Warrior Square

Warrior Square
Warrior Square

Photos: Anwar Suliman

Review by Douglas Johnson

As a free performance for the community, with a free meal from the kitchens of the Pakistan Muslim Centre and a question-and-answer session afterwards, this story of integration was a treat.

The story is of two children – a boy called Andréa and a girl called Riva – who flee their home country with their mother, in a scene of terror when their father is murdered by the mob. With only each other to give the support they need to deal with this trauma, they find themselves placed in shabby, insecure housing in a seaside town to await their official notification of their application for asylum.

Review by Amal Ahmed

Warrior Square is about a family who are from Eastern Europe. They came to England as refugees to a place called Warrior Square on the south coast.

They came to England when their dad was killed in their country during the war. The mum and two children moved to England to start a new life. Their life was difficult because they didn’t know the language and their mum was upset and in shock. She couldn’t talk with her children and they felt alone.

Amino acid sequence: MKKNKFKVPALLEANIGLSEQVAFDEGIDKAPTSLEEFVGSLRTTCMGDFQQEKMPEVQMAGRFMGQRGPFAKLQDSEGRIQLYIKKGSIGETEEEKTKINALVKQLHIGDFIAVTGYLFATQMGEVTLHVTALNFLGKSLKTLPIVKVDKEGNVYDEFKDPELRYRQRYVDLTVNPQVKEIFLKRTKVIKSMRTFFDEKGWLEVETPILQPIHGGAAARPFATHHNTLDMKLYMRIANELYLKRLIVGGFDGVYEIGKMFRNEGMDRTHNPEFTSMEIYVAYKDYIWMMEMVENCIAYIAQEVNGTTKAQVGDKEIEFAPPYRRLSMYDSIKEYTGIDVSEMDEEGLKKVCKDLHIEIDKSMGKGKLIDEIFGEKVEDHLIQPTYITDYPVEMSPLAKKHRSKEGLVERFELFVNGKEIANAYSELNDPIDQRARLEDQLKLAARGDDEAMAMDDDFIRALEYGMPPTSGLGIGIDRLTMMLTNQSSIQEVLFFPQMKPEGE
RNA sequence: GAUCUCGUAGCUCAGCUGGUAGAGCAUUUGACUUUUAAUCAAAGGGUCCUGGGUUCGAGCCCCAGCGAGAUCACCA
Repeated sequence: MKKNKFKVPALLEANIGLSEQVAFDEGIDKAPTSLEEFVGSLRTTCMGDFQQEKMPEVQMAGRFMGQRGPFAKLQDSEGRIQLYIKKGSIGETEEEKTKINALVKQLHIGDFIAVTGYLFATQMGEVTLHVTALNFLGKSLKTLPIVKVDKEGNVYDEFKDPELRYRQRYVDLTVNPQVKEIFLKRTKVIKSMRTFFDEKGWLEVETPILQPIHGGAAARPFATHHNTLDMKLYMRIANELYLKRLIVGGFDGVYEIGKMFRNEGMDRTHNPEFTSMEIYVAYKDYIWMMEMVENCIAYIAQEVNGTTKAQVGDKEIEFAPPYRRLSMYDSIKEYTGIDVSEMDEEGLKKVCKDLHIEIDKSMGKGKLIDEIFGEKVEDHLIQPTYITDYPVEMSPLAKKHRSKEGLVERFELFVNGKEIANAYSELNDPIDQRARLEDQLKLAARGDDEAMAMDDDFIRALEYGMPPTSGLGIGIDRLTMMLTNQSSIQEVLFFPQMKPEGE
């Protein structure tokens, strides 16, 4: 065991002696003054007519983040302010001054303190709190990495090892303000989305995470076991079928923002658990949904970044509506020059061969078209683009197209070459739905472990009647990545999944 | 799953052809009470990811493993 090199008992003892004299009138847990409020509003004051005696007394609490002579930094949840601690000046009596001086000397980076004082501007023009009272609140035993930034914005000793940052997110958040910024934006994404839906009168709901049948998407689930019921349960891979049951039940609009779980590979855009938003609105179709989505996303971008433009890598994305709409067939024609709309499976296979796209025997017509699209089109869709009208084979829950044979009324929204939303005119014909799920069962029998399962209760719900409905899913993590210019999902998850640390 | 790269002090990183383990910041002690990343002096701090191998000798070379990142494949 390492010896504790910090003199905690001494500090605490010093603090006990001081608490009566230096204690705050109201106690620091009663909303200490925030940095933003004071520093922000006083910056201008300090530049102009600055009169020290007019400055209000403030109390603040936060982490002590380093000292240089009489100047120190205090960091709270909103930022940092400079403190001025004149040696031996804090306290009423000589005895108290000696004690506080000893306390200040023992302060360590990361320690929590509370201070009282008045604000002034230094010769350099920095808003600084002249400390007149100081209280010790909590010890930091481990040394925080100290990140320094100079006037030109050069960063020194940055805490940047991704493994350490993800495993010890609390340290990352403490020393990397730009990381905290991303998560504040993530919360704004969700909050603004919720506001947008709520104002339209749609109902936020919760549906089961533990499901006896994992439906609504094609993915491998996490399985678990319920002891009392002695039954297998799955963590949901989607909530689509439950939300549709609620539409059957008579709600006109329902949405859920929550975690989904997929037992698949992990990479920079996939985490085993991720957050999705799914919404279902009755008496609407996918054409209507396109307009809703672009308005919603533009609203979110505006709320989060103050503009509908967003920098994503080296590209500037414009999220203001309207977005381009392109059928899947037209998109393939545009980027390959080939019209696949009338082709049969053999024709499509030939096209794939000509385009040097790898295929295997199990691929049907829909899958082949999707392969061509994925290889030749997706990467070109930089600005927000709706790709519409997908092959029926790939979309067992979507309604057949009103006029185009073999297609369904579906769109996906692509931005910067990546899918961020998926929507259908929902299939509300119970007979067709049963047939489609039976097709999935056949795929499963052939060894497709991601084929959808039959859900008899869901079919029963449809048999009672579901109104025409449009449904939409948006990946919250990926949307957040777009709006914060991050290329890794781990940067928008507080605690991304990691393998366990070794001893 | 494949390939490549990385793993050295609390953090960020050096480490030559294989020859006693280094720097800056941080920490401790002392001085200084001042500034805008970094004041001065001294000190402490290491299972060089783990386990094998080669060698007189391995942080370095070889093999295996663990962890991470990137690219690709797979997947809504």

This was a very important play because it shows people who have never been refugees what it’s like. When I came to England I felt the same things: I felt alone and I missed my family, my country and my food. You feel you can’t go out and you feel embarrassed because you can’t understand people. So you stay at home a lot and you feel depressed.

The play was fantastic. More than one hundred people came. People were emotional. Some people cried when they heard their story.

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The content on this page was added to the website by Rohan Francis on 2008-07-17 20:42:34.
The content of the page was last modified by Jamie Marriott on 2008-07-18 12:30:17.

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